Orlando Letelier’s essay on the Chicago Boys and their role in the brutal neoliberal transformation of Chile has withstood the test of time. A few weeks before his assassination, Letelier was able to capture in detail the misery to which the Chilean disciples of Milton Friedman had visited on his country and accurately spelled out what they still had in store for it. The irony, he noted, is that Friedman and the Chicago Boys might have been driven by free-market doctrine, but the end result of their policies was to further the monopolization of the economy by the Chilean capitalist class.
Another ironic fact that Letelier pointed to was that among the victims of these doctrinaire policies was the Chilean middle class, which had been played a key role in the overthrow of Salvador Allende.
The roles of the Central Intelligence Agency, the Chilean elites, the Chicago Boys, and the Chilean military in the coup that overthrew Allende and the neoliberal transformation of Chile under Pinochet have been well-documented and widely studied. There have, however, been few studies of the role of the middle class, which served as the mass base of the counterrevolution. Yet this angry middle-class mob was one of the central features of the Chilean political scene leading up to the coup.
When I arrived in Chile in 1972, people on the left were constantly being mobilized for marches and rallies in the center of Santiago, and increasingly, the reason for this was to counter the demonstrations mounted by the right. My friends brought me to these demonstrations, where there were an increasing number of skirmishes with right-wing counter-demonstrators.
I noticed a certain defensiveness among participants in these events, and a reluctance to be caught out alone in leaving them, for fear of being harassed, or worse, by right-wing groups. The revolution, it dawned on me, was on the defensive, and the right was beginning to take command of the streets. Twice I was nearly beaten up because I made the mistake of observing right-wing demonstrations with El Siglo, the Communist Party newspaper, tucked prominently under my arm. Stopped by Christian Democratic youth activists, I said that I was a Princeton University graduate student doing research on Chilean politics, which I was. They sneered at me and told me that I was one of Allende’s “thugs” imported from Cuba. On one occasion, the miraculous arrival of a Mexican friend saved me from a beating. On the other occasion, my fleet feet did the job.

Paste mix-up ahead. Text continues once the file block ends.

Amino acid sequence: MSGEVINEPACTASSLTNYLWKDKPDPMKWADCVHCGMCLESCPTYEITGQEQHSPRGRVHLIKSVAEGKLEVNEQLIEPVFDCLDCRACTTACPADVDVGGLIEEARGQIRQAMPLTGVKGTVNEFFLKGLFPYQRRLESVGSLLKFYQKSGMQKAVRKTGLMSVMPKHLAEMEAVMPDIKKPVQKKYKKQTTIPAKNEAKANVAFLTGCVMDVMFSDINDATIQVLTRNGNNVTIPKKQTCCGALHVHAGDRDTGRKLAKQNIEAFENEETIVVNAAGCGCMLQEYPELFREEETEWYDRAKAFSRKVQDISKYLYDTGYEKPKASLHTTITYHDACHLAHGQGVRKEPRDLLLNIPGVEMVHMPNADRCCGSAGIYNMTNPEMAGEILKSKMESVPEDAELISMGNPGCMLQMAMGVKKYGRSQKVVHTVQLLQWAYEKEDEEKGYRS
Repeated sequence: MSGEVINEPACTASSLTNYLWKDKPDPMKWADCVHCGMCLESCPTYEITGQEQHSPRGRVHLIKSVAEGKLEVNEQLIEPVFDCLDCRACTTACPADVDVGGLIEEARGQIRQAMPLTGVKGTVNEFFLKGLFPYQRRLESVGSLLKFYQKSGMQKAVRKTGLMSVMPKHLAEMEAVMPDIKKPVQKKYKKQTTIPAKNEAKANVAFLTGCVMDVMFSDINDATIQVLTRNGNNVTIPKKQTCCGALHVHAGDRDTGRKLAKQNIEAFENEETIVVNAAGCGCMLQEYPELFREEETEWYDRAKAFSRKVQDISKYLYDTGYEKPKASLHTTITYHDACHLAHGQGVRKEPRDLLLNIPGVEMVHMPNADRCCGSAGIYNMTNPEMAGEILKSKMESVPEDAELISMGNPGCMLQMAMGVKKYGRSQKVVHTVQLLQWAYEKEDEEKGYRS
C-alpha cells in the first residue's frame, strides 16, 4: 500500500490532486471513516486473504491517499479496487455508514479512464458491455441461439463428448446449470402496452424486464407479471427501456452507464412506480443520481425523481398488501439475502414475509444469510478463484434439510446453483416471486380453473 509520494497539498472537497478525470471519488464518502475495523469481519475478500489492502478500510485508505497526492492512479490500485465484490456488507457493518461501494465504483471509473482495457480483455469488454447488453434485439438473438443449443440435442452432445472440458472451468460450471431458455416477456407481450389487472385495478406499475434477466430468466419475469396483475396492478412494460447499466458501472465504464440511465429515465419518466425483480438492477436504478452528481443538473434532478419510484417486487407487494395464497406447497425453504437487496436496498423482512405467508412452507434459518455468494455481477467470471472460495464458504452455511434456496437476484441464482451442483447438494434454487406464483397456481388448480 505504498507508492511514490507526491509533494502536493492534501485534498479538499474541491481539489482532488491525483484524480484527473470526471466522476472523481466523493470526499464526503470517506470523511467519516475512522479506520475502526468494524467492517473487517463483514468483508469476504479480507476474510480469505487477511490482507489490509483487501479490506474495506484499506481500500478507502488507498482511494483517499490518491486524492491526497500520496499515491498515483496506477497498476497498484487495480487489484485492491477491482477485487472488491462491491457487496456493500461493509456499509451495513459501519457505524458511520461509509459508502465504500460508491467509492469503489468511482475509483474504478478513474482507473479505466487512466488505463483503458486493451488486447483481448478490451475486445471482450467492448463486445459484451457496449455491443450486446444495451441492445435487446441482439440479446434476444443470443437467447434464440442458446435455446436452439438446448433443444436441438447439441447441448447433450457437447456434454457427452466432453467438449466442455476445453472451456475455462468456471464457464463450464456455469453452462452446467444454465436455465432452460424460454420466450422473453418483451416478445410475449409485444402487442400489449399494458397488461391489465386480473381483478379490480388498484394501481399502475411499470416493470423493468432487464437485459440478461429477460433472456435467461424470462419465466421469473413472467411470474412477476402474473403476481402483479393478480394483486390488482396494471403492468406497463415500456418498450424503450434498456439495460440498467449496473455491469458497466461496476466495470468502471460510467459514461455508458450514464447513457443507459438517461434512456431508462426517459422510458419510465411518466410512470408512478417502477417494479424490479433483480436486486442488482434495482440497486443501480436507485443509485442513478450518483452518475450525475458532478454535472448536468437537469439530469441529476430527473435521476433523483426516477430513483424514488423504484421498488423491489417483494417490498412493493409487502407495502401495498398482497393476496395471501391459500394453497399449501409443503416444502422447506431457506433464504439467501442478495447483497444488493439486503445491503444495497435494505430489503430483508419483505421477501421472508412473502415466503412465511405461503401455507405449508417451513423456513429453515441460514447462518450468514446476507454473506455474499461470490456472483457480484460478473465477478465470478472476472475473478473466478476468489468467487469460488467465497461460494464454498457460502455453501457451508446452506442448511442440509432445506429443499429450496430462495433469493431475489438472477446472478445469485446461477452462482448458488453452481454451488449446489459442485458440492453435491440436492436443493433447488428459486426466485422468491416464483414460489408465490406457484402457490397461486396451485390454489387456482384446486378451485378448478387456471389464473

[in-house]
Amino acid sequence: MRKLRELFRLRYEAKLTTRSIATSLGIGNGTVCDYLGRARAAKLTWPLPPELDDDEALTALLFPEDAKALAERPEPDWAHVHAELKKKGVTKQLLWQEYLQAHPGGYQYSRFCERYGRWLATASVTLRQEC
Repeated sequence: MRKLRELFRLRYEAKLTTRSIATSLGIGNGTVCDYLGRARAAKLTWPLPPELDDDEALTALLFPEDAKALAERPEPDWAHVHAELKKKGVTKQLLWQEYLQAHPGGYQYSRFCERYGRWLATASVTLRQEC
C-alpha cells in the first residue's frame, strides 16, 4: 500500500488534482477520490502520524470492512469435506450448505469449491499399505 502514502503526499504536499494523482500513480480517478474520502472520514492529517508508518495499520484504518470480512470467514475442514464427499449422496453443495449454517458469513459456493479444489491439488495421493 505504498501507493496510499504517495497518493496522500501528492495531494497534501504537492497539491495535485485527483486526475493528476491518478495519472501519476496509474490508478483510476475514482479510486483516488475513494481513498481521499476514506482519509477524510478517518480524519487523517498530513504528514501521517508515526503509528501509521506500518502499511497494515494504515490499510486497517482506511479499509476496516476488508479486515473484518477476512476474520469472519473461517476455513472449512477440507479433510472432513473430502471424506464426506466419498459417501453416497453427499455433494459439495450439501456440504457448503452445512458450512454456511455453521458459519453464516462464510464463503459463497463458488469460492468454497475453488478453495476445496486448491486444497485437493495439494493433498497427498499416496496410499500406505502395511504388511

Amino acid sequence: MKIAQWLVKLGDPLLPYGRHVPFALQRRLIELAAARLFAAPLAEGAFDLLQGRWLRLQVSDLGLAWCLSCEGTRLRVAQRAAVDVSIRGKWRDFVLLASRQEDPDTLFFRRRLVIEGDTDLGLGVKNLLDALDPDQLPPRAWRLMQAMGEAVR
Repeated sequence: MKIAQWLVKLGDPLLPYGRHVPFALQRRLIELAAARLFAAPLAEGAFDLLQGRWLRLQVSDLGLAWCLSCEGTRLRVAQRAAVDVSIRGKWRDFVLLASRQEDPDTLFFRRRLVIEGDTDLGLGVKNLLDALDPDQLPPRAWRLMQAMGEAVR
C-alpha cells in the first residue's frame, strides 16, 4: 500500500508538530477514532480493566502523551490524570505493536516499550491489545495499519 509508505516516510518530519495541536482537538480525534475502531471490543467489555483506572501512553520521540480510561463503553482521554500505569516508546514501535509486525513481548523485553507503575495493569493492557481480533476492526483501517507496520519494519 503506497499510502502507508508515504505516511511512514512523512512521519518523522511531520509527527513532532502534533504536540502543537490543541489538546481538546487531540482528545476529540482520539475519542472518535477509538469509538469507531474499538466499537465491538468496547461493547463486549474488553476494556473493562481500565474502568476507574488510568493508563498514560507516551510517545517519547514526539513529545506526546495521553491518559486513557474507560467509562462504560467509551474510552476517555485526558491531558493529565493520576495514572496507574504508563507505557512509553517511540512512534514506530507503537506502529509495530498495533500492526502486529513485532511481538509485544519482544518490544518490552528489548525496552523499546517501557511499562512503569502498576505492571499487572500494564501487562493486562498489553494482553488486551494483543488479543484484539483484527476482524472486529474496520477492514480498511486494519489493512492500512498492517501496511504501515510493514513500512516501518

I looked into the faces of the predominantly white right-wing crowds, many of them blond-haired, and imagined the same enraged faces at the fascist and Nazi demonstrations that took control of the streets in Italy and Germany. These were people who looked with disdain at what they called the rotos, or “broken ones,” that filled the left-wing demonstrations, people who were darker, many of them clearly of indigenous extraction.
Over the next few months, I interviewed both people on the right and people on the left on the rise of the counterrevolution. Some respondents on the right saw Allende and the Unidad Popular (UP) as a “minority government” out to impose themselves on the majority through “questionable” constitutional measures. Others saw the “constitutional road to socialism” as simply a cover for a plot to impose a “Stalinist dictatorship.” Still others saw the appeal to the middle class as “pure demagoguery” meant to lull the middle class into complacency as the left set about to “destroy democracy.” Most of the right-wingers I interviewed were Christian Democrats, who saw former Christian Democrats who had joined the UP and even such true-blue Christian Democrats as Radomiro Tomic, Allende’s rival in the 1970 elections, as “people who had been fooled by the Communists.” Practically all had become entrenched in their position of great suspicion, disdain, or hostility to the left.